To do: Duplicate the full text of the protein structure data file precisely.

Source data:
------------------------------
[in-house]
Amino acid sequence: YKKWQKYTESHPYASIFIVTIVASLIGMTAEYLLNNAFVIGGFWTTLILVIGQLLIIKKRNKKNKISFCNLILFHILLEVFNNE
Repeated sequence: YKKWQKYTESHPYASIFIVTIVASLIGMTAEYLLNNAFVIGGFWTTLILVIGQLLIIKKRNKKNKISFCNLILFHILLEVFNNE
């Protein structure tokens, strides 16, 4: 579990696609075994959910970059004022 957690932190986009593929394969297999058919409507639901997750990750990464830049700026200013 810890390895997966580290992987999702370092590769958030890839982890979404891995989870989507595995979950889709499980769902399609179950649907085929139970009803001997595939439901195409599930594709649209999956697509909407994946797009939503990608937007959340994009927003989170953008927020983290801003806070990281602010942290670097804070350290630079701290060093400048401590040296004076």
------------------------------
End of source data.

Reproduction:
[in-house]
Amino acid sequence: YKKWQKYTESHPYASIFIVTIVASLIGMTAEYLLNNAFVIGGFWTTLILVIGQLLIIKKRNKKNKISFCNLILFHILLEVFNNE
Repeated sequence: YKKWQKYTESHPYASIFIVTIVASLIGMTAEYLLNNAFVIGGFWTTLILVIGQLLIIKKRNKKNKISFCNLILFHILLEVFNNE
């Protein structure tokens, strides 16, 4: 579990696609075994959910970059004022 957690932190986009593929394969297999058919409507639901997750990750990464830049700026200013 810890390895997966580290992987999702370092590769958030890839982890979404891995989870989507595995979950889709499980769902399609179950649907085929139970009803001997595939439901195409599930594709649209999956697509909407994946797009939503990608937007959340994009927003989170953008927020983290801003806070990281602010942290670097804070350290630079701290060093400048401590040296004076």